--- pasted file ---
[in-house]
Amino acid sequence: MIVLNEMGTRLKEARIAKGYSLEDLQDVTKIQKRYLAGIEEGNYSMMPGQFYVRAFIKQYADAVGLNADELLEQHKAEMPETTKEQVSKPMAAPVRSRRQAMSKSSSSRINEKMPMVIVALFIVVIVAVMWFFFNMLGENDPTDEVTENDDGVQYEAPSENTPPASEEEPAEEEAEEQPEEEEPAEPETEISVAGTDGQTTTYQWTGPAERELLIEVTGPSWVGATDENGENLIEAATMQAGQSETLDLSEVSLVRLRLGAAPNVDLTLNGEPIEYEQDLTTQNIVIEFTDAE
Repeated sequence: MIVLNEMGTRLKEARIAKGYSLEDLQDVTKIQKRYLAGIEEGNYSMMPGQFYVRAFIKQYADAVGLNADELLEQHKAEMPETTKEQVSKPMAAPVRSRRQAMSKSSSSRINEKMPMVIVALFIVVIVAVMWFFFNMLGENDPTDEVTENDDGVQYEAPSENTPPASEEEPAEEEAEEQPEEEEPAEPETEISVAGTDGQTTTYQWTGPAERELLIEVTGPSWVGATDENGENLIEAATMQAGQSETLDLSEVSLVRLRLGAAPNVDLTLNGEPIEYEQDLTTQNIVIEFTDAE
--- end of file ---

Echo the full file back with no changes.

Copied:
[in-house]
Amino acid sequence: MIVLNEMGTRLKEARIAKGYSLEDLQDVTKIQKRYLAGIEEGNYSMMPGQFYVRAFIKQYADAVGLNADELLEQHKAEMPETTKEQVSKPMAAPVRSRRQAMSKSSSSRINEKMPMVIVALFIVVIVAVMWFFFNMLGENDPTDEVTENDDGVQYEAPSENTPPASEEEPAEEEAEEQPEEEEPAEPETEISVAGTDGQTTTYQWTGPAERELLIEVTGPSWVGATDENGENLIEAATMQAGQSETLDLSEVSLVRLRLGAAPNVDLTLNGEPIEYEQDLTTQNIVIEFTDAE
Repeated sequence: MIVLNEMGTRLKEARIAKGYSLEDLQDVTKIQKRYLAGIEEGNYSMMPGQFYVRAFIKQYADAVGLNADELLEQHKAEMPETTKEQVSKPMAAPVRSRRQAMSKSSSSRINEKMPMVIVALFIVVIVAVMWFFFNMLGENDPTDEVTENDDGVQYEAPSENTPPASEEEPAEEEAEEQPEEEEPAEPETEISVAGTDGQTTTYQWTGPAERELLIEVTGPSWVGATDENGENLIEAATMQAGQSETLDLSEVSLVRLRLGAAPNVDLTLNGEPIEYEQDLTTQNIVIEFTDAE